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Marines with 2nd LAR, Battalion Landing Team 1st Battalion, 9th Marine Regiment, 24th Marine Expeditionary Unit, pariticipated in a desert survival course taught by the 5th Regiment, French Army Mar. 11. The Marines learned how to gather water, capture wildlife and prepare it for consumption and simple anti-personnel traps. The course was one of many training stations Marines participated in as the 24th MEU conducts sustainment training in DJibouti throughout the month.

Photo by Lance Cpl. David Beall

French Army teaches 24th MEU Marines desert survival skills

18 Mar 2010 | Lance Cpl. David Beall 24th Marine Expeditionary Unit

The desert is an unforgiving and potentially lethal ecosystem; and where most Marines find themselves operating while deployed.  This makes garnering basic desert survival skills essential to every Marine.

Marines with 2nd Light Armored Reconnaissance Platoon, Battalion Landing Team 1st Battalion, 9th Marine Regiment, 24th Marine Expeditionary Unit acquired the knowledge, confidence and experience of what it takes to survive in the dessert without the comfort of pre-cooked rations and canteens of water during a desert survival course Mar. 11. 

These Marines received a 24 hour course taught by French Army, 5th Regiment instructors as part of their sustainment training package in Djibouti.. 

“A lot of times we find ourselves working independently from the rest of the BLT, if something were to ever go wrong, this gives the Marines the confidence to be able to survive if they were out on their own,” said Gunnery Sgt. Devlin D. Root, platoon sergeant, 2nd LAR platoon, BLT 1/9, 24th MEU.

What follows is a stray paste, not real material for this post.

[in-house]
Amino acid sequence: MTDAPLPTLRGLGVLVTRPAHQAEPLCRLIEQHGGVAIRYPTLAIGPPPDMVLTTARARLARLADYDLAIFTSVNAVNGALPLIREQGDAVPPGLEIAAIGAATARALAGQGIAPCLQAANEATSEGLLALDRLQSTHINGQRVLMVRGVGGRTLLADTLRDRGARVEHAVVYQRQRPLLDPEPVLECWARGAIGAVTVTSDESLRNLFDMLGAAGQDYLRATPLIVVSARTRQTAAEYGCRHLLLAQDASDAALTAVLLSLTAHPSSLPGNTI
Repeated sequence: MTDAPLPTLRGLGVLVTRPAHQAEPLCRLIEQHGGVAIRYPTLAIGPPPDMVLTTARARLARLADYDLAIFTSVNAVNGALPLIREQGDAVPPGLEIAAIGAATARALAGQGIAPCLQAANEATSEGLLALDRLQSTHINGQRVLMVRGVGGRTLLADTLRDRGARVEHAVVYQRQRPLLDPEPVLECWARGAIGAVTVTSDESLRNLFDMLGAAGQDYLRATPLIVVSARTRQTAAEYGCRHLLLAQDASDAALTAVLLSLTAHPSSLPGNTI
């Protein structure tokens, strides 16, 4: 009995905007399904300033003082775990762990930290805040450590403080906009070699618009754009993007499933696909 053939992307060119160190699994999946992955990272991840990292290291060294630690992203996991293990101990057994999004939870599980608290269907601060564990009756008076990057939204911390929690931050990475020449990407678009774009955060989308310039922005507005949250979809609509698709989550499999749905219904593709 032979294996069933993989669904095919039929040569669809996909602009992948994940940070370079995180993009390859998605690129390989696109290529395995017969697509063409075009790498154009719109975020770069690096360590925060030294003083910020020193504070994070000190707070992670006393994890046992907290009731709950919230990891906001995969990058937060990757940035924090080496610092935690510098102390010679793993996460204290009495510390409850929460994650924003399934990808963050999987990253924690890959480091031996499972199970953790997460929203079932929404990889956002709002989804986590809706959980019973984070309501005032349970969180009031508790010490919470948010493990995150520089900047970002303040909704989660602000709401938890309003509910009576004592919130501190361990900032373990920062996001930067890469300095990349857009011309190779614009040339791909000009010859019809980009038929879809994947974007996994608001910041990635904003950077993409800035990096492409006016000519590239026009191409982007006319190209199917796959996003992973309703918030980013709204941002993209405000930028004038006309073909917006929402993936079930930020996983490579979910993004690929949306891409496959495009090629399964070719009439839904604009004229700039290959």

The classes covered techniques such as; capturing, preparing and cooking wildlife, water filtration and purification, booby trapping enemy forces and general desert survival skills. 

“It was pretty shocking when we had to catch and clean our own food, I had never seen that done before, let alone performed it myself,” said Sgt. Randall P. Moury, maintenance chief, 2nd LAR platoon, BLT 1/9, 24th MEU. “I figured the course would be just a bunch of classes, I didn’t expect it to be so hands on.” 

The training was beneficial for most Marines; it’s not often a Marine gets the chance to learn how to make water from a piece of plastic and some digging or how to set a trip wire with a grenade and some metal wire. 

Along with the new skills and techniques Marines interacted and  gained an invaluable experience working with foreign forces.  Marines now better understand how to coexist and work with foreign military personnel, something that will be useful not only during this deployment, but for any future deployments. 

“I feel that it is always good to keep good relations with the foreign nation forces, plus they know a lot more about the terrain and environment than we do so we were able to learn what they know and at the same time teach them some of the things we know,” said Moury. 

At the end of the course, both the U.S. Marines and French soldiers were able to go their separate ways having gained something. 

“I think the training was a good thing, I really hope we taught them some things and we were able to learn a lot from them as well,” said Damien Sailleau, instructor, 5th Regiment, French Army. “I enjoyed meeting with so many Americans and being able to practice my language with them, it’s just a pity that we only a short time together.”

The 24th MEU is conducting sustainment training in Djibouti throughout March, rotating different sections through a cycle of live fire ranges and courses to ensure Marines retain skill-sets they developed prior to deployment.